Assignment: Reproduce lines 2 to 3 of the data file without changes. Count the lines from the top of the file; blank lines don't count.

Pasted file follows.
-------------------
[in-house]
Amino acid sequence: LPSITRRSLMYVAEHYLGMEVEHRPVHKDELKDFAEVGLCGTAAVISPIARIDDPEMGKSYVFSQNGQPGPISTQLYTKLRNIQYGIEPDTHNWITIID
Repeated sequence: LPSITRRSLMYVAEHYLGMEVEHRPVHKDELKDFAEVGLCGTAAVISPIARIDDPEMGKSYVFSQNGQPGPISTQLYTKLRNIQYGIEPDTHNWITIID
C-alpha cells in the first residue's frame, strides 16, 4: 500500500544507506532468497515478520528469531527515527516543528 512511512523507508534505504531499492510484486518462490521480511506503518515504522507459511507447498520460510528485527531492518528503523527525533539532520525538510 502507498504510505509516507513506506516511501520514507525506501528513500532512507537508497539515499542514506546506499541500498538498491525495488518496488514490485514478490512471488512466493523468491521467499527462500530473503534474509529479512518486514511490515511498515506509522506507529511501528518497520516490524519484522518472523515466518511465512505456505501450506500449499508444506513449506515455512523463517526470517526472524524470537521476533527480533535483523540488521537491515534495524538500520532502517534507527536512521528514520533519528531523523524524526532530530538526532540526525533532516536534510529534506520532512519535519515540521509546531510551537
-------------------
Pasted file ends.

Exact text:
Amino acid sequence: LPSITRRSLMYVAEHYLGMEVEHRPVHKDELKDFAEVGLCGTAAVISPIARIDDPEMGKSYVFSQNGQPGPISTQLYTKLRNIQYGIEPDTHNWITIID
Repeated sequence: LPSITRRSLMYVAEHYLGMEVEHRPVHKDELKDFAEVGLCGTAAVISPIARIDDPEMGKSYVFSQNGQPGPISTQLYTKLRNIQYGIEPDTHNWITIID